All the village Pradhans had to contribute 5000 Rupees each for Mayavati's birthday celebrations and 1000 Rupees from the village's ration account share.


Let's think about the structures we create man coz if they suck, it's gonna take generations to get rid of them.!That's just how profound I can be right now..




Sunday, March 14, 2010

Long and winding roads

Yesterday, we went for the birthday party of one of the teachers daughers.I like that anoopshahr has both the charm of the village and some of the comforts of a small town but it isn't dismal in a way that a lot of small towns are.
The  winding roads lined by gorgeous old houses all roads leading to the Ganga .
Anyhow the birthday party had yummy food, cute kids and it was just really great.
Alhough on the way back we were squeezed on a rickshaw travelling in the dark through pot holed streets and I felt like my relationship to gravity was very tentative.
Random thought that I woke up with...blame the terrible hangover if you want..but
I wish I could leash my restlessness to the goal post of reality and stay put.


Thursday, March 11, 2010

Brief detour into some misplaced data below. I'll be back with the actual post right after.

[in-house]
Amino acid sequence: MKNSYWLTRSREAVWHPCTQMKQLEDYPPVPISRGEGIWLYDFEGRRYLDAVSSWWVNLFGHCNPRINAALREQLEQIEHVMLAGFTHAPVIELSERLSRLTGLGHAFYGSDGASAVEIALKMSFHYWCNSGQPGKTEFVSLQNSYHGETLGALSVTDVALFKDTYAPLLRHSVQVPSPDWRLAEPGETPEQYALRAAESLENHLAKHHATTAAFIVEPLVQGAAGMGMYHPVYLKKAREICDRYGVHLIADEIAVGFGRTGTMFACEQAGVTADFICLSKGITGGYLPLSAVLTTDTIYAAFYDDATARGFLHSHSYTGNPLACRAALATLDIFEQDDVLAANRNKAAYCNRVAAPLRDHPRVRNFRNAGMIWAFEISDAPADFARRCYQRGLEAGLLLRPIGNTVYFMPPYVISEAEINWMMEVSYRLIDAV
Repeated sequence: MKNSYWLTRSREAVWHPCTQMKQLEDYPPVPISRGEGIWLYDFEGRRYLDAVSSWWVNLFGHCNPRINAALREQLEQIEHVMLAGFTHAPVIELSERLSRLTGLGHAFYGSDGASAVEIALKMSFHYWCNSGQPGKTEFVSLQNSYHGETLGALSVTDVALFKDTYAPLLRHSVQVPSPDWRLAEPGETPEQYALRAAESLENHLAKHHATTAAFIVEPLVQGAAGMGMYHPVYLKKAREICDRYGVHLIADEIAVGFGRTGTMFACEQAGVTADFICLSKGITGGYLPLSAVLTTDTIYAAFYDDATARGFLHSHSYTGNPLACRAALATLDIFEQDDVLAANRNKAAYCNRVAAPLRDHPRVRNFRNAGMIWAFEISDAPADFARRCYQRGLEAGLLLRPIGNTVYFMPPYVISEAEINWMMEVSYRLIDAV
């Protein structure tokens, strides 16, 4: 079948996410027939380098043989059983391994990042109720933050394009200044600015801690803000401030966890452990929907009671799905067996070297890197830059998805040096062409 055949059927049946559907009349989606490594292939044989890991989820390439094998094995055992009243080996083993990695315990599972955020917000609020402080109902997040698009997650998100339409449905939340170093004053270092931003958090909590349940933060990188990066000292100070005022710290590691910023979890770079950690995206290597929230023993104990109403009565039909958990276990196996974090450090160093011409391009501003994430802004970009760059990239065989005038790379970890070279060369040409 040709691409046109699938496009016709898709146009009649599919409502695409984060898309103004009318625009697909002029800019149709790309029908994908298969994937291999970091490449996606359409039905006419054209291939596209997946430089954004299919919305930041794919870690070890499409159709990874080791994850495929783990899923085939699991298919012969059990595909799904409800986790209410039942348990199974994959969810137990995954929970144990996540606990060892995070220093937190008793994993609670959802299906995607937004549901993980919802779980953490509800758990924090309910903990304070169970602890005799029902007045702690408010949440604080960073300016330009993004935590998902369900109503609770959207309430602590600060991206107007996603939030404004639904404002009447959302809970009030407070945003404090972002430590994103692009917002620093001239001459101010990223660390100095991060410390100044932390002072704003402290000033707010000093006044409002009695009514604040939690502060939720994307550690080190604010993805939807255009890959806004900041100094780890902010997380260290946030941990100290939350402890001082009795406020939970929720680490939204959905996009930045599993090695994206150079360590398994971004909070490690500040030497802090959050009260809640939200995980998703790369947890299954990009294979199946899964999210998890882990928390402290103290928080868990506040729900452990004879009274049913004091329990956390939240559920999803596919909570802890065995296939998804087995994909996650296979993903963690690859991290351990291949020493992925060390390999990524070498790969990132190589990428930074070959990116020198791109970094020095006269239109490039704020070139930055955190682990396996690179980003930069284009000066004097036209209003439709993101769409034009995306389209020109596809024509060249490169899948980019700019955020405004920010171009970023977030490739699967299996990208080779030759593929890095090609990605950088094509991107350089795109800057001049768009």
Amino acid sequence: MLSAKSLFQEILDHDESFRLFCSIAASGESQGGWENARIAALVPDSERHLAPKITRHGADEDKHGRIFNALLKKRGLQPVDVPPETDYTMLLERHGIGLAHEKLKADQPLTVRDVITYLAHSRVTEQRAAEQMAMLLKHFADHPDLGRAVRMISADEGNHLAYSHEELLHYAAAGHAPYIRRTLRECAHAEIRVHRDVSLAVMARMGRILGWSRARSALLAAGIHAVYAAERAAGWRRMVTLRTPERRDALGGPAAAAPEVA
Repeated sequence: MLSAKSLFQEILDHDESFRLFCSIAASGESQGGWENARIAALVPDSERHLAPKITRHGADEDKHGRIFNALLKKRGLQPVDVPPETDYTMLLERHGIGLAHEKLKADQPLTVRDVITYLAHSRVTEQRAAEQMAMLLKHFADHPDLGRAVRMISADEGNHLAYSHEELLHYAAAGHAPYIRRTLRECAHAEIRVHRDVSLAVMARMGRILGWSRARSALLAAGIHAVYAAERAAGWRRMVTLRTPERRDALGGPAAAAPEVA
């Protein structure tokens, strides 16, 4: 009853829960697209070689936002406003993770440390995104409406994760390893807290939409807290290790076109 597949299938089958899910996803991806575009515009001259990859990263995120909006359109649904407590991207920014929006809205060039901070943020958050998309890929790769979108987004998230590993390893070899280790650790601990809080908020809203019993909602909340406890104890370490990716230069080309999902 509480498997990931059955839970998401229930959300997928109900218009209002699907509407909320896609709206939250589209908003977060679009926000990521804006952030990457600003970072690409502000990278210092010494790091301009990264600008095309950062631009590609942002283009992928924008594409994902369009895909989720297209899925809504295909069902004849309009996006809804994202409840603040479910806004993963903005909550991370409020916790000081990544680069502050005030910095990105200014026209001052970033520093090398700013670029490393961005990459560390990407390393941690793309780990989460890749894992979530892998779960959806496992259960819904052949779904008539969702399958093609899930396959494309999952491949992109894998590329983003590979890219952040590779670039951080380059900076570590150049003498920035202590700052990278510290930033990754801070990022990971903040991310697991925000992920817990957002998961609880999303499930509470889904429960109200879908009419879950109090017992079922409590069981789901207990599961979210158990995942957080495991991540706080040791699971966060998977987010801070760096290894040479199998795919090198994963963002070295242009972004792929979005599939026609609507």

The sanctity of things

Watching women do the Aaarti to the Ganga is a humbling experience.It's that little bit of Hinduism that is still holding on to a past where our ancestors worshipped the forces of nature, to whom it even occured that a river is sacred .
What has happened to the Ganga at Varanasi or elsewhere is an ancient form of corporatization of worship.
In Anoopshahr , it is still only the locals who walk down from their homes and pray to the river, the water is still clean and being on the only boat in the gorgeous sugarcane juice like water is a spiritual experience with the soothing rhythm of the oars and the water.
IT's my favourite thing to do here.
 ''To divide anything into what should be and what is, is the most deceptive way of dealing with life.'' Jiddu Krishnamurthi